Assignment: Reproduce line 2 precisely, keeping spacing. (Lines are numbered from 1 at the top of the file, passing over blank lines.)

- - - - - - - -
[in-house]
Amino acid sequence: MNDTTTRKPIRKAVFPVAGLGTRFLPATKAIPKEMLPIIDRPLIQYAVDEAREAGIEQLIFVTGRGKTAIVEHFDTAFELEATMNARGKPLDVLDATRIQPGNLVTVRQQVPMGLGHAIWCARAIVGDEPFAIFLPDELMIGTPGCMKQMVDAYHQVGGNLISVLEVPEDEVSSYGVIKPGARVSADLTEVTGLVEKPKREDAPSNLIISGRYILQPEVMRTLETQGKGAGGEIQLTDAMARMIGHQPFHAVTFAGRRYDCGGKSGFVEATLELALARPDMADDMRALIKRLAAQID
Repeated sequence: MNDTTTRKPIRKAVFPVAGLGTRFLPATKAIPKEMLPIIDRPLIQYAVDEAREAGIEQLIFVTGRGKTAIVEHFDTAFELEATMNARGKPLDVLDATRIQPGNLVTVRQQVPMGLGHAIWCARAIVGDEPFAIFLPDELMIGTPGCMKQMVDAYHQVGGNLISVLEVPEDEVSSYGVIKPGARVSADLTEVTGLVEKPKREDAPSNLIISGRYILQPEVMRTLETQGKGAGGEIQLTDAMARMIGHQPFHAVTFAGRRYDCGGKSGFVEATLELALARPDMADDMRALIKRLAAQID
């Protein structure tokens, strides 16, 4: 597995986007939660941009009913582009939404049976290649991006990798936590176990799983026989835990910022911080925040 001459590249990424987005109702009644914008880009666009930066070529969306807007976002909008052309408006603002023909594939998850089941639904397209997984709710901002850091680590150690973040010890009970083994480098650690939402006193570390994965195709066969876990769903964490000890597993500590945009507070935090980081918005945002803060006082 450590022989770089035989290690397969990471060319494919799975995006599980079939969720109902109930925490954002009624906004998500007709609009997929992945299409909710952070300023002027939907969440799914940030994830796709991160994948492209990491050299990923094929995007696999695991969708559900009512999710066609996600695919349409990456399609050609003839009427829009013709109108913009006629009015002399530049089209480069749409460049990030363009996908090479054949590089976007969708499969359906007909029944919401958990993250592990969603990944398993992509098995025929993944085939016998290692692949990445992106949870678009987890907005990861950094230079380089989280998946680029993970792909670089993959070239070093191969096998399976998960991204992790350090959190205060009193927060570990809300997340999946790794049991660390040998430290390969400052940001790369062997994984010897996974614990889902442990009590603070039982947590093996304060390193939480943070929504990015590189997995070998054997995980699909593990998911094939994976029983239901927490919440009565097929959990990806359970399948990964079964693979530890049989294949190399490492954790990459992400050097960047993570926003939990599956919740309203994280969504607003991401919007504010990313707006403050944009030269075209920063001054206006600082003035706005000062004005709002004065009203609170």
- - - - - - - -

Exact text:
Amino acid sequence: MNDTTTRKPIRKAVFPVAGLGTRFLPATKAIPKEMLPIIDRPLIQYAVDEAREAGIEQLIFVTGRGKTAIVEHFDTAFELEATMNARGKPLDVLDATRIQPGNLVTVRQQVPMGLGHAIWCARAIVGDEPFAIFLPDELMIGTPGCMKQMVDAYHQVGGNLISVLEVPEDEVSSYGVIKPGARVSADLTEVTGLVEKPKREDAPSNLIISGRYILQPEVMRTLETQGKGAGGEIQLTDAMARMIGHQPFHAVTFAGRRYDCGGKSGFVEATLELALARPDMADDMRALIKRLAAQID